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Women who are proud to serve in Armed Forces

Ahead of Remembrance Day on Saturday, three officers talk about their life in the Army and Navy. They tell Kerry McKittrick why they are also proud to mark a centenary of females in the services

Women make up almost 10% of the UK's armed forces - although not every role within the military is open to women.

The image of a female soldier with gun in hand is still one that makes for uncomfortable viewing for some across the world.

Last month the Queen helped to mark 100 years of women in the Army and Navy. And, for those who are keen to serve their country there are still plenty of opportunities, both as Army regulars or in the Reserves.

‘I take the risks very seriously and am aware of my security’

Abigail Hassall (35) is a Major in the Army Reserves. She is married and lives in Belfast. She says:

I've just qualified as a consultant general surgeon. I took a bit of an odd route to the Reserves. I was in the Sea Cadets in school and really enjoyed that, but I left to go to university. It was when I became a surgical registrar that I realised I could have access to training and skills in the Army that I wouldn't have in the health service, mostly surrounding trauma.

I joined the Navy Reserves in 2010 and then moved to the Army Reserves in 2013.

As a reservist you give 27 days a year to the Army, but the health service does release you to go and train - you don't have much spare time as a doctor. I loved the evening training, too - it's a bit of stress relief from your day job.

They call it military tourism because you do travel to places like Cyprus, but you're not sitting on the beach with a cocktail. It was difficult to fit in around a training rota, but it was worth it.

There is a risk of joining the Army in Northern Ireland, but I felt as a doctor it would be unlikely that I was targeted - that would be bad form.

But it's a risk I take seriously - I'm very aware of security.

I haven't deployed yet. I was too junior during Afghanistan and I volunteered for Sierra Leone, but they didn't need me. I would like to deploy at some stage though.

I can leave whenever I like but I think I'm a lifer - as long as I'm enjoying it and getting something out of it. There is a camaraderie you get with your unit in the Army that you won't find anywhere else.

I spend a week a year in officer training with the Royal Marines. We'll be freezing cold in a field, knackered and starving, but we all come away saying we had the best time.

I've never had a problem being a woman in the Army. The only distinction between a man and a woman is during the fitness test when you have to run a mile and a half.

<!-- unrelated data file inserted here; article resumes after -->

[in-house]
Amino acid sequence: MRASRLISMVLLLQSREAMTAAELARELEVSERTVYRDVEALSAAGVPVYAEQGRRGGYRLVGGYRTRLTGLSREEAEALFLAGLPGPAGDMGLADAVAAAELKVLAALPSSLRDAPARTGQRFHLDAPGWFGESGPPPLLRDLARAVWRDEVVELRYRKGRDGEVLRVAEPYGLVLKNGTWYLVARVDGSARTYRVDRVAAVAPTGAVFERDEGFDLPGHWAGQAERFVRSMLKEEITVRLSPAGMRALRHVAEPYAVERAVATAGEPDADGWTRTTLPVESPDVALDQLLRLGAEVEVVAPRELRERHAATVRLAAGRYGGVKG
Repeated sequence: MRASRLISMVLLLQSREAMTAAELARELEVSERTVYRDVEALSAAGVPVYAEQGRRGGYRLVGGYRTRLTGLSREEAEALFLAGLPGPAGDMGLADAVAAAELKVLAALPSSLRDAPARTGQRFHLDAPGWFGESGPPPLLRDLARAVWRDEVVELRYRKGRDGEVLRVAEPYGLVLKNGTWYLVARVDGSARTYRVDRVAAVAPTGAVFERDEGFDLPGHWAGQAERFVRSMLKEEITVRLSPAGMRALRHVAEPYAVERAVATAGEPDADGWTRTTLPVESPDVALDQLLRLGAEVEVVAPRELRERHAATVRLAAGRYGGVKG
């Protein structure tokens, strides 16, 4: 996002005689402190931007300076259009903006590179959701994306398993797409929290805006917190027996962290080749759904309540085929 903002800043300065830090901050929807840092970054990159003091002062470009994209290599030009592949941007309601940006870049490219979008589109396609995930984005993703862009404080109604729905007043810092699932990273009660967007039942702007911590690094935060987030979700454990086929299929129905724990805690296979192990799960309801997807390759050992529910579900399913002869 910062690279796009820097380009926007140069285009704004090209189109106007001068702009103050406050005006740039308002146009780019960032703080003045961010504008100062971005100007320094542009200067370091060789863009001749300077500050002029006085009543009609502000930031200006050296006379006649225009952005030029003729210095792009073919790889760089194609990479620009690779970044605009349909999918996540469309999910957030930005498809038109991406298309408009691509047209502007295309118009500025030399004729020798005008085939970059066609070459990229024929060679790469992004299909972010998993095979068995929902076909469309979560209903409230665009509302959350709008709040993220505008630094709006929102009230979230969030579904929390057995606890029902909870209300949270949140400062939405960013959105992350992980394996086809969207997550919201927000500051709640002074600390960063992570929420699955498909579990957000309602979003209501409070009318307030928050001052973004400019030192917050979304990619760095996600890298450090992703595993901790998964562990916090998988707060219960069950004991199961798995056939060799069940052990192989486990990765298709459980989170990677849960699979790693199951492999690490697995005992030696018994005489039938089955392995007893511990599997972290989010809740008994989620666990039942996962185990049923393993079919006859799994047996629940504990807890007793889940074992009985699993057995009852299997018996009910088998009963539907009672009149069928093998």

Men get slightly less time than women, but that changes as you get older, too.

We do a combat fitness test - you carry all your kit and a rifle and everyone carries the same weight over a six-mile run in a set time and that time is the same for everyone.

Women aren't in the infantry so it's unlikely I'll end up on my elbows with a gun in the undergrowth. I don't mind that at all because I'm a surgeon - I understand the reasons the same as I understand there aren't women on submarines. Mind you, if people want to do it that's great.

My husband is in the Naval Reserves so he understands what I do - he supports me and I support him. The annoying thing is that we train on different nights so we have limited time together.

He'll probably advance through the ranks faster than me as he'll be in a command position. It might get to the stage where I will step back to preserve our family life - I know if the roles were reversed he would do the same for me.

You get a lot out of joining the Reserves.

It doesn't matter what job you do during the day, the military will give you confidence and great people skills. There are skills I do in my day job that I learned in the military."

'My career's been an absolute whirlwind but very enjoyable'

Kerry McFadden-Newman (41) is a Major in the Queen Alexandra's Royal Army Nursing Corps. She lives on the north coast with her husband Guy and their three  children, Caoimhe (11), Fionn (8) and Teagan (16 months). In 2015 she was awarded the Associate Royal Red Cross Medal for outstanding military nursing, the first recipient of whom was Florence Nightingale. She says:

I was always interested in nursing and have family in the Army. When I was at school representatives of the three Armed Forces came to visit and really started to pique my interest. But the Army stood out for me the most.